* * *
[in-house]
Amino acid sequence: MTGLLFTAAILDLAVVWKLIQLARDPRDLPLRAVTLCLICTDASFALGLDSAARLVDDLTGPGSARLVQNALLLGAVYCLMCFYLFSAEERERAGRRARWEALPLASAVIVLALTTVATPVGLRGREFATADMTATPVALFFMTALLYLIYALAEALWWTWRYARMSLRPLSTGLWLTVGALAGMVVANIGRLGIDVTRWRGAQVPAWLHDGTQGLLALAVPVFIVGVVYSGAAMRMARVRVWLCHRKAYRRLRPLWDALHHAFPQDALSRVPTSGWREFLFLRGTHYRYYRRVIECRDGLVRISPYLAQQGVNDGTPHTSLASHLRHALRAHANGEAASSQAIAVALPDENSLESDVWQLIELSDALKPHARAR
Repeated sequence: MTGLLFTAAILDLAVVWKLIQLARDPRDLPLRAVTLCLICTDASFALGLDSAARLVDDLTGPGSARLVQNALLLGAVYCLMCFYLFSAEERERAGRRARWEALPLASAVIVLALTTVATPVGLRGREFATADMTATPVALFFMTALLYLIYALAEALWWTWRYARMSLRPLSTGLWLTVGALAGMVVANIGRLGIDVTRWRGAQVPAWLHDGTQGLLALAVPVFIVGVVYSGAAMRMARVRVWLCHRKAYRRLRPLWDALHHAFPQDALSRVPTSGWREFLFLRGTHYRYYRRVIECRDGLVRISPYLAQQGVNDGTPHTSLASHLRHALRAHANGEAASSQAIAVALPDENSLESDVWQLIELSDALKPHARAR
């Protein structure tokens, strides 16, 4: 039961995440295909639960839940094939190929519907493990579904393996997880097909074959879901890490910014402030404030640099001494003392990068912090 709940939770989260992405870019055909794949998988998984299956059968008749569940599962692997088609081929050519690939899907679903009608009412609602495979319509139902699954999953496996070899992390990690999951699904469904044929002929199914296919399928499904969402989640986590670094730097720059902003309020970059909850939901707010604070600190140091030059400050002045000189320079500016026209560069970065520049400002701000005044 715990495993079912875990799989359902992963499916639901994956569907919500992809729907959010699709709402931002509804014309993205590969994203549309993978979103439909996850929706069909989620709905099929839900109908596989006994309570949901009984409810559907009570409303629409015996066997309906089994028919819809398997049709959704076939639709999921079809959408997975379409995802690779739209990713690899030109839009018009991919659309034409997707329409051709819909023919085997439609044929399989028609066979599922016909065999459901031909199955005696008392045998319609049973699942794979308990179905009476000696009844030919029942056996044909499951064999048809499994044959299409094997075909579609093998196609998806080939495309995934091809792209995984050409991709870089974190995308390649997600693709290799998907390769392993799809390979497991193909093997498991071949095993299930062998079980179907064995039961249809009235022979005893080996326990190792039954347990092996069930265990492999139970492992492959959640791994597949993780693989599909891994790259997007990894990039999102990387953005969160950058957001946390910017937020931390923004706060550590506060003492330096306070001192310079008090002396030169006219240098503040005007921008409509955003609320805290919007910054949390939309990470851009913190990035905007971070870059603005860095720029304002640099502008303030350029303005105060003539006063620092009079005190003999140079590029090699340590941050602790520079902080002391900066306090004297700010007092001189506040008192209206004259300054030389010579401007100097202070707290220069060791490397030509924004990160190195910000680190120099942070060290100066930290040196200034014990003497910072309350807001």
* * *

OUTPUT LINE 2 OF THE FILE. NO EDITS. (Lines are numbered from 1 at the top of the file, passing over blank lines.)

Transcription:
Amino acid sequence: MTGLLFTAAILDLAVVWKLIQLARDPRDLPLRAVTLCLICTDASFALGLDSAARLVDDLTGPGSARLVQNALLLGAVYCLMCFYLFSAEERERAGRRARWEALPLASAVIVLALTTVATPVGLRGREFATADMTATPVALFFMTALLYLIYALAEALWWTWRYARMSLRPLSTGLWLTVGALAGMVVANIGRLGIDVTRWRGAQVPAWLHDGTQGLLALAVPVFIVGVVYSGAAMRMARVRVWLCHRKAYRRLRPLWDALHHAFPQDALSRVPTSGWREFLFLRGTHYRYYRRVIECRDGLVRISPYLAQQGVNDGTPHTSLASHLRHALRAHANGEAASSQAIAVALPDENSLESDVWQLIELSDALKPHARAR